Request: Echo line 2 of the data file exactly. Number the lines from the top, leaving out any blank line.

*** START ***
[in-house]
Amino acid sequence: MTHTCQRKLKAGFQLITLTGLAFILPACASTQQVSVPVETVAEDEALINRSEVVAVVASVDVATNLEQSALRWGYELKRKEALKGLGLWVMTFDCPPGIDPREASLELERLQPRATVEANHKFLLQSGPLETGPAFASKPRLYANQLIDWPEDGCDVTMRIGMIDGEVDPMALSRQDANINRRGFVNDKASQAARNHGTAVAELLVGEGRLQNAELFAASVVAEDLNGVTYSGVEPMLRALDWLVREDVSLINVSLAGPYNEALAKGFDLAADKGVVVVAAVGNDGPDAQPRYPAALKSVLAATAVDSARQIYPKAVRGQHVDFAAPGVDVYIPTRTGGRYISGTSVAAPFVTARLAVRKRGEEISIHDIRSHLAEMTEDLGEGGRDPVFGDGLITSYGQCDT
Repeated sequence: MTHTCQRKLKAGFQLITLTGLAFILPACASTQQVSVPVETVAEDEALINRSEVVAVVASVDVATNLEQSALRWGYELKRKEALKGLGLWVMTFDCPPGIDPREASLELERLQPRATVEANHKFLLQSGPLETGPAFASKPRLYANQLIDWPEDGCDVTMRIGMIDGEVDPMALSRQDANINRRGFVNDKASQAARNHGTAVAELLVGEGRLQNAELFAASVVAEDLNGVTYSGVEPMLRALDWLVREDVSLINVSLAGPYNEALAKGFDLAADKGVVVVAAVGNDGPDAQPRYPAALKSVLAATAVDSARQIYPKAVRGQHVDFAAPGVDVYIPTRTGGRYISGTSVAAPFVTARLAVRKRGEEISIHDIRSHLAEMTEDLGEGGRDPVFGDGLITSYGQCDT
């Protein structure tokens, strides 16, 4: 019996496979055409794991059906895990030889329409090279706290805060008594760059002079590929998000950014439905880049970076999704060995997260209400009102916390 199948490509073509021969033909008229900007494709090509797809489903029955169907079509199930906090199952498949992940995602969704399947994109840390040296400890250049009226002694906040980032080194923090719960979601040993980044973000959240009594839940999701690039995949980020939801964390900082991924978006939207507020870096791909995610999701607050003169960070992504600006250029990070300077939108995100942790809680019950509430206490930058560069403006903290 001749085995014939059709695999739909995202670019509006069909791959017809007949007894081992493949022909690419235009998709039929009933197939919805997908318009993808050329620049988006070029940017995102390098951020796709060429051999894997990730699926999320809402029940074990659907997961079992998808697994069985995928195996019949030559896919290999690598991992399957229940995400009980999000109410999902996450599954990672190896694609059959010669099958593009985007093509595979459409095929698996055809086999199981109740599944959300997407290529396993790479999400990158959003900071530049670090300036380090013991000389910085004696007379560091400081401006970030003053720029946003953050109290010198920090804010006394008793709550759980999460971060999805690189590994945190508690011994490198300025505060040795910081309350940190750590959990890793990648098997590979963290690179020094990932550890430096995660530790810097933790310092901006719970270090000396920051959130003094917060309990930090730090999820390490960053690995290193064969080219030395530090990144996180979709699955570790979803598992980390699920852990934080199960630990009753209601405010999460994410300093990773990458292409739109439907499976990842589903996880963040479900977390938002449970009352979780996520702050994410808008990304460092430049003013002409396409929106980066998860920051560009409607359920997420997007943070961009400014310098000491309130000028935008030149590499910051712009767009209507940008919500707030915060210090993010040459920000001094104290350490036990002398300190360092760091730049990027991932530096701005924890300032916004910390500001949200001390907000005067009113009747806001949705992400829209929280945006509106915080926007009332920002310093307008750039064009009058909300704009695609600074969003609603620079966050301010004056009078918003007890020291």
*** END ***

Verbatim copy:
Amino acid sequence: MTHTCQRKLKAGFQLITLTGLAFILPACASTQQVSVPVETVAEDEALINRSEVVAVVASVDVATNLEQSALRWGYELKRKEALKGLGLWVMTFDCPPGIDPREASLELERLQPRATVEANHKFLLQSGPLETGPAFASKPRLYANQLIDWPEDGCDVTMRIGMIDGEVDPMALSRQDANINRRGFVNDKASQAARNHGTAVAELLVGEGRLQNAELFAASVVAEDLNGVTYSGVEPMLRALDWLVREDVSLINVSLAGPYNEALAKGFDLAADKGVVVVAAVGNDGPDAQPRYPAALKSVLAATAVDSARQIYPKAVRGQHVDFAAPGVDVYIPTRTGGRYISGTSVAAPFVTARLAVRKRGEEISIHDIRSHLAEMTEDLGEGGRDPVFGDGLITSYGQCDT